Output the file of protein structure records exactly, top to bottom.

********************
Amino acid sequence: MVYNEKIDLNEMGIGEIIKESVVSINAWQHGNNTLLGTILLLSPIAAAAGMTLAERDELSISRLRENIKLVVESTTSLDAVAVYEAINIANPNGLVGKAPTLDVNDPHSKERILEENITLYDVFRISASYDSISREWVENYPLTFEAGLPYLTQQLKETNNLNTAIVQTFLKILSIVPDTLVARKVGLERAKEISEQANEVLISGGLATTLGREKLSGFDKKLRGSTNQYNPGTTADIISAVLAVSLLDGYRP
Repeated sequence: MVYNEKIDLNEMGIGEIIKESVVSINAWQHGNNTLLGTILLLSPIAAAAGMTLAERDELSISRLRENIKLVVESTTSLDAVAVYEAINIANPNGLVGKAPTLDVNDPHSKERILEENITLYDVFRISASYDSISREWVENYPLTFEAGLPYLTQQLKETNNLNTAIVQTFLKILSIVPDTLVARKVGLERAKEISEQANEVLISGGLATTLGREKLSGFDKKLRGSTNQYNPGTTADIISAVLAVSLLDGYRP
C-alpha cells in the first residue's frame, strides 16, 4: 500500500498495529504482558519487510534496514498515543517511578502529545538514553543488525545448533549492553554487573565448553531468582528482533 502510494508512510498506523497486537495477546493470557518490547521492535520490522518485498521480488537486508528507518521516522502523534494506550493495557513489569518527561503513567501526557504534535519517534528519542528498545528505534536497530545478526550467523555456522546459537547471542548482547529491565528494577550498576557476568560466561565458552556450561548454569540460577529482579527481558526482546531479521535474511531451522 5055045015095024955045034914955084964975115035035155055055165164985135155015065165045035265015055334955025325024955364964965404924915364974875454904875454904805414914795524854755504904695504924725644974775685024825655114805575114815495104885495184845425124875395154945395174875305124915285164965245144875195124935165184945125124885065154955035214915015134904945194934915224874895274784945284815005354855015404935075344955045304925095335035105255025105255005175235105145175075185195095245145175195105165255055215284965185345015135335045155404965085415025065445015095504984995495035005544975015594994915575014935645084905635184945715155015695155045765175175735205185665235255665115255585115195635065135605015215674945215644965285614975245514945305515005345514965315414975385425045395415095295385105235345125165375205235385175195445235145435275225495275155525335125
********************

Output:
Amino acid sequence: MVYNEKIDLNEMGIGEIIKESVVSINAWQHGNNTLLGTILLLSPIAAAAGMTLAERDELSISRLRENIKLVVESTTSLDAVAVYEAINIANPNGLVGKAPTLDVNDPHSKERILEENITLYDVFRISASYDSISREWVENYPLTFEAGLPYLTQQLKETNNLNTAIVQTFLKILSIVPDTLVARKVGLERAKEISEQANEVLISGGLATTLGREKLSGFDKKLRGSTNQYNPGTTADIISAVLAVSLLDGYRP
Repeated sequence: MVYNEKIDLNEMGIGEIIKESVVSINAWQHGNNTLLGTILLLSPIAAAAGMTLAERDELSISRLRENIKLVVESTTSLDAVAVYEAINIANPNGLVGKAPTLDVNDPHSKERILEENITLYDVFRISASYDSISREWVENYPLTFEAGLPYLTQQLKETNNLNTAIVQTFLKILSIVPDTLVARKVGLERAKEISEQANEVLISGGLATTLGREKLSGFDKKLRGSTNQYNPGTTADIISAVLAVSLLDGYRP
C-alpha cells in the first residue's frame, strides 16, 4: 500500500498495529504482558519487510534496514498515543517511578502529545538514553543488525545448533549492553554487573565448553531468582528482533 502510494508512510498506523497486537495477546493470557518490547521492535520490522518485498521480488537486508528507518521516522502523534494506550493495557513489569518527561503513567501526557504534535519517534528519542528498545528505534536497530545478526550467523555456522546459537547471542548482547529491565528494577550498576557476568560466561565458552556450561548454569540460577529482579527481558526482546531479521535474511531451522 5055045015095024955045034914955084964975115035035155055055165164985135155015065165045035265015055334955025325024955364964965404924915364974875454904875454904805414914795524854755504904695504924725644974775685024825655114805575114815495104885495184845425124875395154945395174875305124915285164965245144875195124935165184945125124885065154955035214915015134904945194934915224874895274784945284815005354855015404935075344955045304925095335035105255025105255005175235105145175075185195095245145175195105165255055215284965185345015135335045155404965085415025065445015095504984995495035005544975015594994915575014935645084905635184945715155015695155045765175175735205185665235255665115255585115195635065135605015215674945215644965285614975245514945305515005345514965315414975385425045395415095295385105235345125165375205235385175195445235145435275225495275155525335125